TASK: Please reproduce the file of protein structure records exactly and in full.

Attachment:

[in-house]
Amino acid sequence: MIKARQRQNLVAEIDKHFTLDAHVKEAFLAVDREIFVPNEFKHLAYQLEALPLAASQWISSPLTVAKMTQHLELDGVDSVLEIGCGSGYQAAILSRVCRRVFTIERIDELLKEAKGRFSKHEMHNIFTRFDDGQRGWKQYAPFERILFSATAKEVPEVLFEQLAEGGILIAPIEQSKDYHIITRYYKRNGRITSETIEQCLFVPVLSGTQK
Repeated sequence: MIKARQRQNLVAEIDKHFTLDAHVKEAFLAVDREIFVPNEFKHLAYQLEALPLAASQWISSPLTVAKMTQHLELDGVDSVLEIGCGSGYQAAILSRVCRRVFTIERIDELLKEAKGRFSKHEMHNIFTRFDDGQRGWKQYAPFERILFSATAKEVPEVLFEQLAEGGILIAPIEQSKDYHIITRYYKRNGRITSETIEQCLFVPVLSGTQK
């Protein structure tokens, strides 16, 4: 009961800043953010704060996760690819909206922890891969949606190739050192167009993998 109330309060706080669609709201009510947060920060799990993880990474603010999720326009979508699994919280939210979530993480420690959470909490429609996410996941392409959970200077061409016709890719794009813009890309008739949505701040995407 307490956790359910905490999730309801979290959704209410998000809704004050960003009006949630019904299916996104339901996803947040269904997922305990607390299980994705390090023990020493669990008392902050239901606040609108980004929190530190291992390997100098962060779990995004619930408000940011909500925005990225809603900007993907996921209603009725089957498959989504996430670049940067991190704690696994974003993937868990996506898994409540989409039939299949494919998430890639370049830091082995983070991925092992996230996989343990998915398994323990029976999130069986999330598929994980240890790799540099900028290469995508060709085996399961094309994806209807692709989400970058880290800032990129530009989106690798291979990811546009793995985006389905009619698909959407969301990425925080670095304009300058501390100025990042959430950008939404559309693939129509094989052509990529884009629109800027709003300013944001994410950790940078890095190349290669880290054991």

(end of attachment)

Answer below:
[in-house]
Amino acid sequence: MIKARQRQNLVAEIDKHFTLDAHVKEAFLAVDREIFVPNEFKHLAYQLEALPLAASQWISSPLTVAKMTQHLELDGVDSVLEIGCGSGYQAAILSRVCRRVFTIERIDELLKEAKGRFSKHEMHNIFTRFDDGQRGWKQYAPFERILFSATAKEVPEVLFEQLAEGGILIAPIEQSKDYHIITRYYKRNGRITSETIEQCLFVPVLSGTQK
Repeated sequence: MIKARQRQNLVAEIDKHFTLDAHVKEAFLAVDREIFVPNEFKHLAYQLEALPLAASQWISSPLTVAKMTQHLELDGVDSVLEIGCGSGYQAAILSRVCRRVFTIERIDELLKEAKGRFSKHEMHNIFTRFDDGQRGWKQYAPFERILFSATAKEVPEVLFEQLAEGGILIAPIEQSKDYHIITRYYKRNGRITSETIEQCLFVPVLSGTQK
């Protein structure tokens, strides 16, 4: 009961800043953010704060996760690819909206922890891969949606190739050192167009993998 109330309060706080669609709201009510947060920060799990993880990474603010999720326009979508699994919280939210979530993480420690959470909490429609996410996941392409959970200077061409016709890719794009813009890309008739949505701040995407 307490956790359910905490999730309801979290959704209410998000809704004050960003009006949630019904299916996104339901996803947040269904997922305990607390299980994705390090023990020493669990008392902050239901606040609108980004929190530190291992390997100098962060779990995004619930408000940011909500925005990225809603900007993907996921209603009725089957498959989504996430670049940067991190704690696994974003993937868990996506898994409540989409039939299949494919998430890639370049830091082995983070991925092992996230996989343990998915398994323990029976999130069986999330598929994980240890790799540099900028290469995508060709085996399961094309994806209807692709989400970058880290800032990129530009989106690798291979990811546009793995985006389905009619698909959407969301990425925080670095304009300058501390100025990042959430950008939404559309693939129509094989052509990529884009629109800027709003300013944001994410950790940078890095190349290669880290054991």